"Oceanic upper mantle dynamics" may be defined as the

"Oceanic upper mantle dynamics" may be defined as the ensemble
of dynamical processes which by virtue of their relatively short
length scales (few tens to a few hundred km) are largely
confined to the upper mantle. The central thrust of the OMD
initiative is to provide new constraints on models of such
processes by exploiting emerging possibilities of
high-resolution/large-aperture array observations.
The field of oceanic upper mantle dynamics is vast and diverse.
Rather than attempt the hopeless task of surveying it all, I have
decided to concentrate on three themes that encompass a substantial
proportion of current work in the field and are likely to continue
to do so in the future:
1. Plumes in the upper mantle. While we are all but certain that
mantle plumes exist, our observational images of them are still
extraordinarily poor due to the small (ca. 100 km) length scales
involved. OMD-style array observations thus promise to yield
enormously improved understanding of the geometries of plumes
in the upper mantle and their interaction with the oceanic
lithosphere. By reason of their accessibility, size, and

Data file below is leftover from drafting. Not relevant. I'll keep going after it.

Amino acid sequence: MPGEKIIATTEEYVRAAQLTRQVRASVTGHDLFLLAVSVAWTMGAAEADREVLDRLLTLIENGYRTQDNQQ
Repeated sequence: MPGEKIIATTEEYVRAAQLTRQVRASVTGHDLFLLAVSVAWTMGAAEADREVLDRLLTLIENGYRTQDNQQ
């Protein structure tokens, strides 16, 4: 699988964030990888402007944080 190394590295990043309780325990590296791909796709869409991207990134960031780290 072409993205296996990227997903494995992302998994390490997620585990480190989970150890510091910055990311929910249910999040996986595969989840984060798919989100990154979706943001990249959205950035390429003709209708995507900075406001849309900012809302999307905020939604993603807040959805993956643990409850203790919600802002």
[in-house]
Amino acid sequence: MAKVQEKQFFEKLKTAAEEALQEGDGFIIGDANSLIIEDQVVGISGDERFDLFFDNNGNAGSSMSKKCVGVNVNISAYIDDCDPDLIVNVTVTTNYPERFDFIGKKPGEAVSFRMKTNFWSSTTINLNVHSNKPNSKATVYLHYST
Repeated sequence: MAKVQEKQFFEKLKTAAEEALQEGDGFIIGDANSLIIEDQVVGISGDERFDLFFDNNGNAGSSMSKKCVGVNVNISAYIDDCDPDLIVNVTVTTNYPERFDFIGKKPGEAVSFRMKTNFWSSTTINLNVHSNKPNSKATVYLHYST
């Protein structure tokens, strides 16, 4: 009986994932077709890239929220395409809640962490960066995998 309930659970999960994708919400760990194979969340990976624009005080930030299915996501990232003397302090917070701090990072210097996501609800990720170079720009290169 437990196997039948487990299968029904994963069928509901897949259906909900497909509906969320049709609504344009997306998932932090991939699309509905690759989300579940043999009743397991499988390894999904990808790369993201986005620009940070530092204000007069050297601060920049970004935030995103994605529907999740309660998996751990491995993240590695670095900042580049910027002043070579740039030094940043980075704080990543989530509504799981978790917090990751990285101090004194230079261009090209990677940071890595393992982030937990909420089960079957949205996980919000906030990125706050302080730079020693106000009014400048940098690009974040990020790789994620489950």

spectacular surface manifestations, the Hawaii and Iceland
plumes necessarily hold a preeminent place. Detailed 3D
fluid dynamical models exist for both Hawaii (Ribe and Christensen
1994, JGR; Morgan et al. 1995, JGR; Moore et al. 1998, Science)
and Iceland (Ribe et al. 1995, EPSL; Ito et al. 1996, 1999,
EPSL). However, these models have not yet been tested against
tomographic images derived from wide-aperture arrays, and
the available seismic evidence suggests that they may be
unrealistic in significant ways (e.g., tilting of the plume
conduit: Li et al. 2000, Nature; Shen et al. 2002, EPSL.)
While Hawaii and Iceland are important, other significant
hotspots should not be forgotten. One important configuration
to study is that of a hotspot near (but not on) a ridge,
such as the Galapagos hotspot. Perhaps the crucial outstanding
question concerning such hotspots is how they communicate
with the ridge: many lines of evidence seem to suggest
the existence of a sublithospheric "channel" (Morgan 1978, JGR)
but dynamical models have not been able to predict these.
Wide-aperture array data could help resolve the question